As written, Undermountain assumes a party of 4 player characters is basically clearing every level through combat. They are expected to grind it down to bare stone and leave behind a barren wasteland strewn with monster corpses. That's how you level up. But that's not how I wanted to run the game. I wanted reasons for the players to push and delve deeper; each time they find a new dungeon level they'll get a significant XP bonus as an exploration award (10% of what they need for their next level). No matter their motivation or party goals on any given level, the exploration bonus has given them a significant side goal to find the way down. They've used Locate Object, they’ve parleyed with monsters, they've made deals with dungeon denizens to learn about the egress points. Nobody wants to miss the night when the party might find that stairway down and lose out on the XP bump.
The other thing I did was restore XP for Gold. There's not a lot of gold in Undermountain as the treasure awards are calibrated down for 5E standards, but it amounts to 1-2 major encounter's worth of experience per level. Between earning extra XP by recovering treasure, and getting exploration bumps when finding a new level, the players haven't felt the need to be "completionist" and slaughter all they survey. I'm pretty happy with how the XP tweaks are encouraging a style of play that features treasure recovery and exploration.
I've also enforced the need to deal with light. For the most part, that's been handled by Light cantrips, and one of the characters earned a "Drift Globe", a 5E magic item, but there have been times when torches and lanterns are still required. Characters have been separated by traps, cutting the non-magical characters off from the cantrip wielders. They've camped overnight while the cantrip casters have needed to sleep. They've needed torches as fire sources. Light is one of the easier resources for 5E characters to obviate, but light management has still played a role in the game, and so they've needed to keep a modicum of light sources among their gear and part of their encumbrance.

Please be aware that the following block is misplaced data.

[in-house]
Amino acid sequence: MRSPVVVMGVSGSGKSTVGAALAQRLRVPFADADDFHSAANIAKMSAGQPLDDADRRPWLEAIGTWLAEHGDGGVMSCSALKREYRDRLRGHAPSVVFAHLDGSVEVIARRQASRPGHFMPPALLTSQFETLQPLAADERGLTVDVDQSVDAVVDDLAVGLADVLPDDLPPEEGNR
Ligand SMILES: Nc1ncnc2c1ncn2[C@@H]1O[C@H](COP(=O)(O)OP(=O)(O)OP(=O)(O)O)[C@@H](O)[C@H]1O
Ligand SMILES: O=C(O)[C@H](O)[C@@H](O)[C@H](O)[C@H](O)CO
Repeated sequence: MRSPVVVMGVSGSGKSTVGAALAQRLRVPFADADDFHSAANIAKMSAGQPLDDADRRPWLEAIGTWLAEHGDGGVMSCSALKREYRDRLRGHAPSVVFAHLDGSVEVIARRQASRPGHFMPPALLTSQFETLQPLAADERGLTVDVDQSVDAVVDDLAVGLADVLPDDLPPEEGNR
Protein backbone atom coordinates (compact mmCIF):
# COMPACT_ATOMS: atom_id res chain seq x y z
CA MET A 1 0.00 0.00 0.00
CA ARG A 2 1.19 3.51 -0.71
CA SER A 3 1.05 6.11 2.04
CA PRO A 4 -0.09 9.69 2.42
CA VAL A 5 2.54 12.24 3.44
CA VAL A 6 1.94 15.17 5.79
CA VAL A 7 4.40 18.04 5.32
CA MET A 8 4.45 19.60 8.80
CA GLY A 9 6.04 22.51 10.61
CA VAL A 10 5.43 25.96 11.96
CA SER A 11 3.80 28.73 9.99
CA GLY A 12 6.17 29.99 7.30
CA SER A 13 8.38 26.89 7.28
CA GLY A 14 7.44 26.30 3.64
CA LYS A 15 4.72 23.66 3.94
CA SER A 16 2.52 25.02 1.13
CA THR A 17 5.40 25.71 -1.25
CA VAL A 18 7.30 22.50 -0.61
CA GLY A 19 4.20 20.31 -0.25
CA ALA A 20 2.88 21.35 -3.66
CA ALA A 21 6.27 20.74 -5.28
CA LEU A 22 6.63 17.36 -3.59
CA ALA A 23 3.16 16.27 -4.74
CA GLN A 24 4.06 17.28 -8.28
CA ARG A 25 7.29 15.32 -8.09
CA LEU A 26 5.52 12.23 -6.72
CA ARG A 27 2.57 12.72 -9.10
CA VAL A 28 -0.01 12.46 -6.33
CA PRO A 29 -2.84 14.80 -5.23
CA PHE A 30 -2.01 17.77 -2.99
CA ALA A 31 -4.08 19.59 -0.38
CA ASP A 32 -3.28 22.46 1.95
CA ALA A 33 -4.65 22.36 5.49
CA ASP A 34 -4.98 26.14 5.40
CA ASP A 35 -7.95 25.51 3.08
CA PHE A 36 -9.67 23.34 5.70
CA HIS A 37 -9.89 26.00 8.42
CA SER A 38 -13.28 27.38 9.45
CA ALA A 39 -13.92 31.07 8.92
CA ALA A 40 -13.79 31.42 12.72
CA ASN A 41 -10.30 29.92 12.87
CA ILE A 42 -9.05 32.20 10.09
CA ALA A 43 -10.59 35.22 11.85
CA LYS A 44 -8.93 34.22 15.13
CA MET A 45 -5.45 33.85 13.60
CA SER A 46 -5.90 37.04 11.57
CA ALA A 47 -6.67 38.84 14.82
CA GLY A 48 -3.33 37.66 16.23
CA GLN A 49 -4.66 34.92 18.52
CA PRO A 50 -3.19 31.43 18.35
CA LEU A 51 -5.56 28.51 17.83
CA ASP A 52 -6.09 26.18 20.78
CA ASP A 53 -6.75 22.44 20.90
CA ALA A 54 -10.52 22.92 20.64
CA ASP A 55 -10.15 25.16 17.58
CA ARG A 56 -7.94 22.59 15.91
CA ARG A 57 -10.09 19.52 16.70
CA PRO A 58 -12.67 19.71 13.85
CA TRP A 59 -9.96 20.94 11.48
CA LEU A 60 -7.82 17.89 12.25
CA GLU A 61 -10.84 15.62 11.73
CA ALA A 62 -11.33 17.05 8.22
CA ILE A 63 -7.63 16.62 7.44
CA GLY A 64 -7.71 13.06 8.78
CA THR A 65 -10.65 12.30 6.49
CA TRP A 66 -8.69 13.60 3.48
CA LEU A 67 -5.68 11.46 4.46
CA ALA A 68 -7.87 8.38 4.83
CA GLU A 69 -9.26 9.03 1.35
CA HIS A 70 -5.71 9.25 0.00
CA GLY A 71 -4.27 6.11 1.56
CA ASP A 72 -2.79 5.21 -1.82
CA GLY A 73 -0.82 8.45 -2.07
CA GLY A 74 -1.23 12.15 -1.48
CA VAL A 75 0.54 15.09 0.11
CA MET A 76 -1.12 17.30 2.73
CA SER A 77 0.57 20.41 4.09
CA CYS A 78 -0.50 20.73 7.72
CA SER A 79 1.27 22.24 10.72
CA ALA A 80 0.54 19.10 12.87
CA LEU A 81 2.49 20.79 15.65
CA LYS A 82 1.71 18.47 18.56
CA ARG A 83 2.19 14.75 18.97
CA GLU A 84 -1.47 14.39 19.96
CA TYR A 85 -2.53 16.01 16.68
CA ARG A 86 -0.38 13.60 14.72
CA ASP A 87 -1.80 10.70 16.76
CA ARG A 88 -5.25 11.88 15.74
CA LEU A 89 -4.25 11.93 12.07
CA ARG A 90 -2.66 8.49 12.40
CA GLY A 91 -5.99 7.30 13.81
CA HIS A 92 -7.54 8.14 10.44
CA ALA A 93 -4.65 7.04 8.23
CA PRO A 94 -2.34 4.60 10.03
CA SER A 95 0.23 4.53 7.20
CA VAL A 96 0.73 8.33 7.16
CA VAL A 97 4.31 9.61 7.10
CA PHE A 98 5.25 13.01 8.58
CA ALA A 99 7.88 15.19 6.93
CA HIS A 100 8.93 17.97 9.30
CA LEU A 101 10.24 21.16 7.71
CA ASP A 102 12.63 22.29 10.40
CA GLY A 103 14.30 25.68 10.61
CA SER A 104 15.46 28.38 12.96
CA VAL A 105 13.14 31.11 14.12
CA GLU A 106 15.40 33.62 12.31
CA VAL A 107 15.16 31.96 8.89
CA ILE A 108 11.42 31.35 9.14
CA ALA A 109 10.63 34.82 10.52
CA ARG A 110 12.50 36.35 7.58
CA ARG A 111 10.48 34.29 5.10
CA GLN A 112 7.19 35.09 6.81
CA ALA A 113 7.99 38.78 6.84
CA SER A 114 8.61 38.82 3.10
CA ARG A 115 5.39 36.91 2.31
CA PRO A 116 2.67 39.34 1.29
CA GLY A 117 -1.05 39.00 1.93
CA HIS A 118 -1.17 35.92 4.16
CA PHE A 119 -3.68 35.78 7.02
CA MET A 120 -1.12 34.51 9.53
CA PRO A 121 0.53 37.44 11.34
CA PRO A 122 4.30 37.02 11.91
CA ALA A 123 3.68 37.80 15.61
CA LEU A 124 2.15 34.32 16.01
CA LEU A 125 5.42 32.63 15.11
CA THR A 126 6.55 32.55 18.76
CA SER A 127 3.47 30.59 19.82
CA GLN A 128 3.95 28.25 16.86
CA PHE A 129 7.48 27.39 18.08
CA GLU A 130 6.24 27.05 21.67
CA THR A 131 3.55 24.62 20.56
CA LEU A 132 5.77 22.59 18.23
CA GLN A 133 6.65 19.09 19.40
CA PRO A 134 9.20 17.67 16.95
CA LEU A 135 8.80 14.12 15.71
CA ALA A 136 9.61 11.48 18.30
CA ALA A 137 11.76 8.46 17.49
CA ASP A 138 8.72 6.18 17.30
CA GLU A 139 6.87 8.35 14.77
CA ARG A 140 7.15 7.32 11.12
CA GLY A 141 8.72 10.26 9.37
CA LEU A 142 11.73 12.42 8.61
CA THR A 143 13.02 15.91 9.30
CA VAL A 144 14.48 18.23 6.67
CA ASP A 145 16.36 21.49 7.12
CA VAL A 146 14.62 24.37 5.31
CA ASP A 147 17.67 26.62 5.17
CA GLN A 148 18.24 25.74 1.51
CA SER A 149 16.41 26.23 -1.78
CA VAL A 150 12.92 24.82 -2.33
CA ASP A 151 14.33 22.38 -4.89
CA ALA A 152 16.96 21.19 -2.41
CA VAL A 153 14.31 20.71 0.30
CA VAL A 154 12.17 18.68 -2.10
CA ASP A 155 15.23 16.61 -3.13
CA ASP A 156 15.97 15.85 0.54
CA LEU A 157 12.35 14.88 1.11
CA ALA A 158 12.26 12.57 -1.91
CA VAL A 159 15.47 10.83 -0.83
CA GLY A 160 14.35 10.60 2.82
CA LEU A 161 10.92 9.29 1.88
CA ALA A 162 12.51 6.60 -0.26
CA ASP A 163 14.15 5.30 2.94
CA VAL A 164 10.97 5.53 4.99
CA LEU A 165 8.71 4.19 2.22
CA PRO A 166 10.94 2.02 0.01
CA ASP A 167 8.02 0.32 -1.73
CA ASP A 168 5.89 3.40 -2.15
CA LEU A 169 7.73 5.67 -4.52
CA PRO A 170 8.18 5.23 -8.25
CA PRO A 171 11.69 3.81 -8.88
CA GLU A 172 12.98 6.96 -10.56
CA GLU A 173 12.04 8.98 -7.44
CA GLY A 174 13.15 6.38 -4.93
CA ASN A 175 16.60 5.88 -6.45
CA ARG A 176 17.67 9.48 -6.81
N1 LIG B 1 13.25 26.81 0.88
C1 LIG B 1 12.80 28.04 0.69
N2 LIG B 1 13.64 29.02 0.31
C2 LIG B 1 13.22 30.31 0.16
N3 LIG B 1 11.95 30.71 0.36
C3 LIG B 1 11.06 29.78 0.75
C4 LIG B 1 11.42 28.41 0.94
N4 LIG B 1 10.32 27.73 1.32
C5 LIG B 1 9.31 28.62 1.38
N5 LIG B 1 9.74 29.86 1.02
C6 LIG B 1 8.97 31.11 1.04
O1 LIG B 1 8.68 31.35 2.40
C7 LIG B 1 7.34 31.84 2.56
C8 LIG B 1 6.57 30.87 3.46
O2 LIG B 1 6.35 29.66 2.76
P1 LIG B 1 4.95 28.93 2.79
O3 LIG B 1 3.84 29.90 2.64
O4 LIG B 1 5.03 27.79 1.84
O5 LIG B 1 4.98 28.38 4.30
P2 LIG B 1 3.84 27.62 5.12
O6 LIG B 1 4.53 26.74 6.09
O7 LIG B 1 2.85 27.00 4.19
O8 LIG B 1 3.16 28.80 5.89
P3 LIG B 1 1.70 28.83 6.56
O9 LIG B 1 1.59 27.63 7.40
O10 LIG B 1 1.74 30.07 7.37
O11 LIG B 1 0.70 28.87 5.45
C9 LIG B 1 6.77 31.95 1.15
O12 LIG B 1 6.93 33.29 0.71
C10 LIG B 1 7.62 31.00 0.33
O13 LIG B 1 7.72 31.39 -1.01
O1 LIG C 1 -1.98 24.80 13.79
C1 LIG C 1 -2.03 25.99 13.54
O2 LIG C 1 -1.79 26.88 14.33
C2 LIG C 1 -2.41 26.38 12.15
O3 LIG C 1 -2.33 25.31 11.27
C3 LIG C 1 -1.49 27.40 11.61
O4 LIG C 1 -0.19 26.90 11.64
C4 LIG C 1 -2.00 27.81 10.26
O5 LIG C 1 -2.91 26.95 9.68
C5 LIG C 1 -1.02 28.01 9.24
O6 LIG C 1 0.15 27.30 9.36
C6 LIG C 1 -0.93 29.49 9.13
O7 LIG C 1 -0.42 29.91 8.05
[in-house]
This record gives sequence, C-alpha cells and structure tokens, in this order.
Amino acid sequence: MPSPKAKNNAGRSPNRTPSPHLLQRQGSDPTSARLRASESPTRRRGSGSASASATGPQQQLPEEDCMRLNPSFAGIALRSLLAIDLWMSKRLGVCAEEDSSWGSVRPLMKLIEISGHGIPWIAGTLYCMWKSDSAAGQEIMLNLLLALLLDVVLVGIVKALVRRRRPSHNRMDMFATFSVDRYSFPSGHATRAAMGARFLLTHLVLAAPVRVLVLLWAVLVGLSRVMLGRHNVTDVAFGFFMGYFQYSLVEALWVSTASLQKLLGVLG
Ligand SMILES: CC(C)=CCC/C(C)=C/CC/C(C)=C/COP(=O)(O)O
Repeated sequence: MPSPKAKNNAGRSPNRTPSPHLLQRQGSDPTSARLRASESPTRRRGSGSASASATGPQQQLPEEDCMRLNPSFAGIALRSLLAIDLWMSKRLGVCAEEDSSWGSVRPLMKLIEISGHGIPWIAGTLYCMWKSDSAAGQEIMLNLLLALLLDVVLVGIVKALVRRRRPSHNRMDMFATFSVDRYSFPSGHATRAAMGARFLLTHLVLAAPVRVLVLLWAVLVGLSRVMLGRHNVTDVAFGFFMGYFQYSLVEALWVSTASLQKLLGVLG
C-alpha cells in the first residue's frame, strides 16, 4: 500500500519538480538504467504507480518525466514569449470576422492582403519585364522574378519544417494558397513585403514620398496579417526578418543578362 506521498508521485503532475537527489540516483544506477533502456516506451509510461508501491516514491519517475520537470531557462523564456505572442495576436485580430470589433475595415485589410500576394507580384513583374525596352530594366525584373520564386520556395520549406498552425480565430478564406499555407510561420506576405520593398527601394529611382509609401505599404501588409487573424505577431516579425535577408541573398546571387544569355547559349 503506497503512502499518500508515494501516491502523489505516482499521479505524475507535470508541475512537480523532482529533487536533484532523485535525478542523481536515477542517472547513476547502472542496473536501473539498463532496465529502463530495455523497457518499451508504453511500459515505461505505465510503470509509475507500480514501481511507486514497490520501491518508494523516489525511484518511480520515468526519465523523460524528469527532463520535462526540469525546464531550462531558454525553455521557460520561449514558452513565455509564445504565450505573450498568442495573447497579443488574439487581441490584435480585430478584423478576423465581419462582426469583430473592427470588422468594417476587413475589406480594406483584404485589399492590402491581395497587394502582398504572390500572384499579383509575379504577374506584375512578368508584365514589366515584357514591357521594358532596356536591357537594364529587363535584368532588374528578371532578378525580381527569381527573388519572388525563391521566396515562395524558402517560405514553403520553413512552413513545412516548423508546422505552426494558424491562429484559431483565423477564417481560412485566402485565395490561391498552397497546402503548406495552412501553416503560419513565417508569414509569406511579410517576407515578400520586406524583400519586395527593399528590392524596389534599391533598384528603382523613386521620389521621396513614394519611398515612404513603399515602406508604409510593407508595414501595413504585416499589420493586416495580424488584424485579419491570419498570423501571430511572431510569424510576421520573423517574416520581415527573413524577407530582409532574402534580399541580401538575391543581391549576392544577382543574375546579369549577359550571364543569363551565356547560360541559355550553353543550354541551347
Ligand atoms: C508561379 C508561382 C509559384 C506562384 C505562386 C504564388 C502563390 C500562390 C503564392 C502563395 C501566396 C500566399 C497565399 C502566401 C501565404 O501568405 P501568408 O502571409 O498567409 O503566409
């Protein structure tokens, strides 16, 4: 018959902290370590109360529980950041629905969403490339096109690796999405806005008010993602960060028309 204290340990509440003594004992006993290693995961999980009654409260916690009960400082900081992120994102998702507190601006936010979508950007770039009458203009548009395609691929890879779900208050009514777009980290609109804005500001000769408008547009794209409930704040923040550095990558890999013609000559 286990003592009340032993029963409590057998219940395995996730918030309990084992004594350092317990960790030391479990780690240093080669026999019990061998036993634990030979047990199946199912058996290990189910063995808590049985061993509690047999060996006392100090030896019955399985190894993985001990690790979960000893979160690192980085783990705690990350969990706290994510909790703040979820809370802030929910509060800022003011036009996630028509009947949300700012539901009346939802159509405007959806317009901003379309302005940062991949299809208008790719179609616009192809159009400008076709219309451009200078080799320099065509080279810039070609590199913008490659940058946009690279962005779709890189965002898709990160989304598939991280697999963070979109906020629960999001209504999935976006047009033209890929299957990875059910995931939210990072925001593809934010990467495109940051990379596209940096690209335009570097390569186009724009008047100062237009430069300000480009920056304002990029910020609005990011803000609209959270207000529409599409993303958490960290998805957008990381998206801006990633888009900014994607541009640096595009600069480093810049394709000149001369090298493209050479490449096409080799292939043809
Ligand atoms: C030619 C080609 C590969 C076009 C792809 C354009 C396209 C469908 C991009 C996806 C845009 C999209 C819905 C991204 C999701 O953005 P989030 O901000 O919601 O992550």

Earlier in the game the group had more humans; however, there was a near-TPK on level 3, and the replacement characters all came with Darkvision. The players thought they were being cute, metagaming the megadungeon. Now I have the joy of DMing a torchless party. The darkvision prevalence in 5E is kind of dumb, but you'll see as we get to those game reports it's not hard to challenge a torchless party and deploy effective monster tactics. I've taken it on as a personal challenge.
Geez, this note was going to get into the actual recaps of dungeon levels 1 and 2, but just setting up the campaign parameters has taken a lot of writing. I'll start the recaps next time. I will wrap here with one final piece of advice I gave to the players early, which they took it to heart - they should keep good notes!. They are utilizing a shared Google Doc. Undermountain is full of magic arches leading deep into the dungeon, and the players have notes written on their maps about how to activate the different arches and where they lead. They have learned about side quests, bits of legends and lore, and dungeon secrets that will only bear fruit much later in the game. So while I keep firm and accurate records of time passing (a voice echoes from the pages of the 1979 dungeon master's guide, YOU CAN NOT HAVE A MEANINGFUL CAMPAIGN IF STRICT TIME RECORDS ARE NOT KEPT), the players are keeping good notes about their discoveries.